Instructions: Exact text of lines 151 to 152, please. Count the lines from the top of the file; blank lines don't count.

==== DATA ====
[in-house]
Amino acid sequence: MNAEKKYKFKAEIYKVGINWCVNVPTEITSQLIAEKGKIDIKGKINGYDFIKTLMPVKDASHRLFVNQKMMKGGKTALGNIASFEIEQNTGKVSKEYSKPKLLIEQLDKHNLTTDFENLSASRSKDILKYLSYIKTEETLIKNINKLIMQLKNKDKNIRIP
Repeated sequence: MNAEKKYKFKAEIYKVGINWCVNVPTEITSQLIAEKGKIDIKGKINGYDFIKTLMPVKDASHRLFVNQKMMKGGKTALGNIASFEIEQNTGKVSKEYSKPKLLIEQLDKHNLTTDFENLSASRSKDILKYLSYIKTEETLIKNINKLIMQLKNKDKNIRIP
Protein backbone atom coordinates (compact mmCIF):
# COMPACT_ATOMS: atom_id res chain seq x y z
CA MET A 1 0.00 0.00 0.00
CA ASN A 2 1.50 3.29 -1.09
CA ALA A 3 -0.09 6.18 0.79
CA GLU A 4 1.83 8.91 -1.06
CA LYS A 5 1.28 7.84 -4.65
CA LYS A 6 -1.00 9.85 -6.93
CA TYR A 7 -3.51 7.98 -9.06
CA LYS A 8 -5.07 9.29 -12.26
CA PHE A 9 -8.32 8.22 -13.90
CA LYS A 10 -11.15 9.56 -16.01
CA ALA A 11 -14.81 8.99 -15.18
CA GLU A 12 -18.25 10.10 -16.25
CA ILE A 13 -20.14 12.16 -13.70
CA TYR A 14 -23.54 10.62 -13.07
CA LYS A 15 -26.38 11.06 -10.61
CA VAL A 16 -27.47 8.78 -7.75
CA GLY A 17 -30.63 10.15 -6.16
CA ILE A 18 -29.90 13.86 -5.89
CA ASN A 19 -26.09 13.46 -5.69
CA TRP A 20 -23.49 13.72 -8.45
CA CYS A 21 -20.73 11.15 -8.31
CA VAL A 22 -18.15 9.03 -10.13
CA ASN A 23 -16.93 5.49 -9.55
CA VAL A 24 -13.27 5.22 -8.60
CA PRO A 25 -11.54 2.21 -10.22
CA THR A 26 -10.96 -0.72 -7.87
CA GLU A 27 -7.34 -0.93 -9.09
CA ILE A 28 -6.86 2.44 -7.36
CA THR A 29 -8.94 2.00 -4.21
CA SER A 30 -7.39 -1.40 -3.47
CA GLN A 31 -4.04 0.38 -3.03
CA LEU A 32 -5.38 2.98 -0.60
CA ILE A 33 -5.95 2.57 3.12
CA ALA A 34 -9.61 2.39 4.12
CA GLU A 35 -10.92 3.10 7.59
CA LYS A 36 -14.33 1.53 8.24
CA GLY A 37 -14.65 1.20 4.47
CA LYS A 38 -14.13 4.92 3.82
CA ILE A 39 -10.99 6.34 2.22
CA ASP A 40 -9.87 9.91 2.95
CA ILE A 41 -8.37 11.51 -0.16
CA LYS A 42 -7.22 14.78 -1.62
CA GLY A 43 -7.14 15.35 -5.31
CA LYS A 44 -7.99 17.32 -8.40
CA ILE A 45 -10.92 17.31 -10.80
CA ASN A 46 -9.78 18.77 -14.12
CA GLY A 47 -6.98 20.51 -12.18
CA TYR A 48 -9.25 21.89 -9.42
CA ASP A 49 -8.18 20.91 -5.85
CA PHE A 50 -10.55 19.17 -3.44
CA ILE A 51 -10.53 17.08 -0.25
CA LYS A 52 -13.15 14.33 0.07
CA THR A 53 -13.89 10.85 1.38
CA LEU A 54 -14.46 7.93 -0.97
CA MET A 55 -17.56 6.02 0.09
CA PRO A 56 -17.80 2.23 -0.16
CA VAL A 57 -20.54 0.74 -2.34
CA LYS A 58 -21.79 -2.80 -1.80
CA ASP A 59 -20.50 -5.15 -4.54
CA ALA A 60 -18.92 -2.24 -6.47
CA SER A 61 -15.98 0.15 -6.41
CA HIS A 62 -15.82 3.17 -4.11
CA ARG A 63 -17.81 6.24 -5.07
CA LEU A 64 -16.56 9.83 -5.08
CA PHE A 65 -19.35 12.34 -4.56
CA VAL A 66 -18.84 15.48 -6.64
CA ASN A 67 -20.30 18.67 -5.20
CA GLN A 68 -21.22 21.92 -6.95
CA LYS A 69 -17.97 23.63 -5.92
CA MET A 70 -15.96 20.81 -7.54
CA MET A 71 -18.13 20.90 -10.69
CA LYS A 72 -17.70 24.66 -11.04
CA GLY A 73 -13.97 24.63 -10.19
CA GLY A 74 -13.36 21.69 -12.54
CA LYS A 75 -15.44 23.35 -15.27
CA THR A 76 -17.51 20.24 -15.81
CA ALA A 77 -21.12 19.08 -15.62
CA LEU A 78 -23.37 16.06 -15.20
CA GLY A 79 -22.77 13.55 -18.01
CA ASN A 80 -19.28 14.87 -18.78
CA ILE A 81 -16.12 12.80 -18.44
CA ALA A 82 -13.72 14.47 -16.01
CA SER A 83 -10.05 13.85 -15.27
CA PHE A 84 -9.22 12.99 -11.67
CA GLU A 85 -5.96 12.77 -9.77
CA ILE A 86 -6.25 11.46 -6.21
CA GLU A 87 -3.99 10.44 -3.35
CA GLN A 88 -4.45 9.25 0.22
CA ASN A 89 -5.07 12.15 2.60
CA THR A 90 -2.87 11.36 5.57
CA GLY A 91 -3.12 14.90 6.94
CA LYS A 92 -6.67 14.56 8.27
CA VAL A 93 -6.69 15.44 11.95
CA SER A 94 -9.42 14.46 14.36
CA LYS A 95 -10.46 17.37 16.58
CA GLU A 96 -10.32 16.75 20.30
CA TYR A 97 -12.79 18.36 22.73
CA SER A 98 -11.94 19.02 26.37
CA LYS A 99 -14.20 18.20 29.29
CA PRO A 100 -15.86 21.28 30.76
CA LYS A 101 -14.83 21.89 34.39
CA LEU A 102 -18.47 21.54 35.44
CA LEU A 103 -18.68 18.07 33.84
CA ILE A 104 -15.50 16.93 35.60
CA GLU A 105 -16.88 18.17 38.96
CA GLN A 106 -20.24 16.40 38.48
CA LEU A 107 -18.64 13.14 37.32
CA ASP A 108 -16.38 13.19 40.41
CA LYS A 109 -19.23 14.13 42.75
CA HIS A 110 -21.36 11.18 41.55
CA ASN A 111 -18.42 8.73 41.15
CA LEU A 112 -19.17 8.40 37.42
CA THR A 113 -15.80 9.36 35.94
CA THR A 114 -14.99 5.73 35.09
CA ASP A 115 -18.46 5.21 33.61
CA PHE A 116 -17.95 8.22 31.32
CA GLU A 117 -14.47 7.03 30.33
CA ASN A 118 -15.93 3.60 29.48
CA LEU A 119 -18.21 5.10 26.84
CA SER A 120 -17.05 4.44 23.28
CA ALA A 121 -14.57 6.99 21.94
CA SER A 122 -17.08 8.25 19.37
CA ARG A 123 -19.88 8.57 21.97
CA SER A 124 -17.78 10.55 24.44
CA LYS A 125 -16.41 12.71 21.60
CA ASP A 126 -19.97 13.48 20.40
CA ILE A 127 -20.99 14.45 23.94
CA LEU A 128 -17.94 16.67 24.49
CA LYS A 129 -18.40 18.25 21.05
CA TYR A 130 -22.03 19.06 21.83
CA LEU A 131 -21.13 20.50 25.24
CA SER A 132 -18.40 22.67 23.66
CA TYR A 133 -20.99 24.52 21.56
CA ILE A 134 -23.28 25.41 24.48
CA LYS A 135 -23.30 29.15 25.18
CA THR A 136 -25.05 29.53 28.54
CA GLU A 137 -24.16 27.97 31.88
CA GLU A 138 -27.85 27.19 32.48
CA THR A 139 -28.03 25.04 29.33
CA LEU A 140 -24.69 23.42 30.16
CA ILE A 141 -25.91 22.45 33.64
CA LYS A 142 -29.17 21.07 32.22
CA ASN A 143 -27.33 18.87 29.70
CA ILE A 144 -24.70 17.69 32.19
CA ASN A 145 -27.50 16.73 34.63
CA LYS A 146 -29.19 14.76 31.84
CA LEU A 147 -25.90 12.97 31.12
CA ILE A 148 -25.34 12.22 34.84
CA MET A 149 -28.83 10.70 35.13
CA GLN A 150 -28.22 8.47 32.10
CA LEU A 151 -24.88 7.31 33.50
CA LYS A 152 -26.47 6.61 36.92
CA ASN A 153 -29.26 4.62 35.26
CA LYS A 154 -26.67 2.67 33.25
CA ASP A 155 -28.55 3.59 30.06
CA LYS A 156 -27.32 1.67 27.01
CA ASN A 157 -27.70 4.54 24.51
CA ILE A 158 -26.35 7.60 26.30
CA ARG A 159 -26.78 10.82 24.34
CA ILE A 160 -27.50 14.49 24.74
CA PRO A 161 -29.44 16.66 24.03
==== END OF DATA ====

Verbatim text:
CA LYS A 146 -29.19 14.76 31.84
CA LEU A 147 -25.90 12.97 31.12